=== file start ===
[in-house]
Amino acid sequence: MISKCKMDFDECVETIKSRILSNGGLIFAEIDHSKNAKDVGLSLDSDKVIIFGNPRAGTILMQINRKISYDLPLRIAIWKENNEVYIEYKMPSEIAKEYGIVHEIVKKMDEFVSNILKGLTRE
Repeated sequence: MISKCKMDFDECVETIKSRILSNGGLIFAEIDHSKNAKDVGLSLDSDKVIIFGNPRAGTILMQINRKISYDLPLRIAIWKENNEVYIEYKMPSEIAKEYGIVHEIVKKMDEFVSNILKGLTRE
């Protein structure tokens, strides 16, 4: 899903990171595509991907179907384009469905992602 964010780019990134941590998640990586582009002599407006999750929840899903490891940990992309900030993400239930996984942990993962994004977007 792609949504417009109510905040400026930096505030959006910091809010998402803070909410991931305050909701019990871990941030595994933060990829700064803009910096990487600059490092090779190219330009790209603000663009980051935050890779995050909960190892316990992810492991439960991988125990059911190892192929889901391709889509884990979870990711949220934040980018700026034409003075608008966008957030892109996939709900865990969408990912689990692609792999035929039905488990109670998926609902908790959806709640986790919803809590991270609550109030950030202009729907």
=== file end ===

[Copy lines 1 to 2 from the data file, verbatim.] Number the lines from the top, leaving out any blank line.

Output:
[in-house]
Amino acid sequence: MISKCKMDFDECVETIKSRILSNGGLIFAEIDHSKNAKDVGLSLDSDKVIIFGNPRAGTILMQINRKISYDLPLRIAIWKENNEVYIEYKMPSEIAKEYGIVHEIVKKMDEFVSNILKGLTRE